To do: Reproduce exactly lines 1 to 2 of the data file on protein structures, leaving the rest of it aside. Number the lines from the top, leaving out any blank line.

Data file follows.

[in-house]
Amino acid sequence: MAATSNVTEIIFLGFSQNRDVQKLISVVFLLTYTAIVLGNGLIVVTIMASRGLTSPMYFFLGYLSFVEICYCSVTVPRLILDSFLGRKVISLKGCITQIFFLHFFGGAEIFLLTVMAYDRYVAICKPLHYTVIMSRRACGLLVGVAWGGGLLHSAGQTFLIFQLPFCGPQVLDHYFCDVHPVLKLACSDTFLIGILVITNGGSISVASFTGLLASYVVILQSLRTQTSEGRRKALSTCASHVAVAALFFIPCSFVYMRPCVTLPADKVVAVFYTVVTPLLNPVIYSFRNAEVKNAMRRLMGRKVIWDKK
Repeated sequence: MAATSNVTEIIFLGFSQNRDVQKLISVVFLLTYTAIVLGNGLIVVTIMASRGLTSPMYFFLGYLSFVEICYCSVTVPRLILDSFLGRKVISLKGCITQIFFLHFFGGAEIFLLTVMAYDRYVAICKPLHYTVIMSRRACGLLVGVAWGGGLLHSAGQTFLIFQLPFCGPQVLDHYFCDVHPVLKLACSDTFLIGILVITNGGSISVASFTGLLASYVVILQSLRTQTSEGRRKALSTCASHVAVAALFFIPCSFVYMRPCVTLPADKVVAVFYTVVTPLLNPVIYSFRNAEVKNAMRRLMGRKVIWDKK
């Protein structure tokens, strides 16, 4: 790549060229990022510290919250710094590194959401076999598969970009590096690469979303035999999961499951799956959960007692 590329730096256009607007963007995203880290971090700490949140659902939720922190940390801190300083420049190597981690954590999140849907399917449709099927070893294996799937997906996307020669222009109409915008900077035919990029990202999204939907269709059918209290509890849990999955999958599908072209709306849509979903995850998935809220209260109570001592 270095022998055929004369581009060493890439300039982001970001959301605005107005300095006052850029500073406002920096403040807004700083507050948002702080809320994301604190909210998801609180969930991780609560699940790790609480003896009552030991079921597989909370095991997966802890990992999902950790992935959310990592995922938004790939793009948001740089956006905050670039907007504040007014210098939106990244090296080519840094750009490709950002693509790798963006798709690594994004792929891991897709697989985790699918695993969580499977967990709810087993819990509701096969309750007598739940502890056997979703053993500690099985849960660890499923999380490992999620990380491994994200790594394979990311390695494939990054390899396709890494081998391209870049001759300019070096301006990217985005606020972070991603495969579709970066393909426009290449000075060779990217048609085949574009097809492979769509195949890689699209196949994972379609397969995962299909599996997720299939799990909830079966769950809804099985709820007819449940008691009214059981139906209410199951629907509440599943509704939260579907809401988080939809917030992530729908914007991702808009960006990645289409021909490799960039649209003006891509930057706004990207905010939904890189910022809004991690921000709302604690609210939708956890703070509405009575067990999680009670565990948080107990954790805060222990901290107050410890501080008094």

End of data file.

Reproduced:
[in-house]
Amino acid sequence: MAATSNVTEIIFLGFSQNRDVQKLISVVFLLTYTAIVLGNGLIVVTIMASRGLTSPMYFFLGYLSFVEICYCSVTVPRLILDSFLGRKVISLKGCITQIFFLHFFGGAEIFLLTVMAYDRYVAICKPLHYTVIMSRRACGLLVGVAWGGGLLHSAGQTFLIFQLPFCGPQVLDHYFCDVHPVLKLACSDTFLIGILVITNGGSISVASFTGLLASYVVILQSLRTQTSEGRRKALSTCASHVAVAALFFIPCSFVYMRPCVTLPADKVVAVFYTVVTPLLNPVIYSFRNAEVKNAMRRLMGRKVIWDKK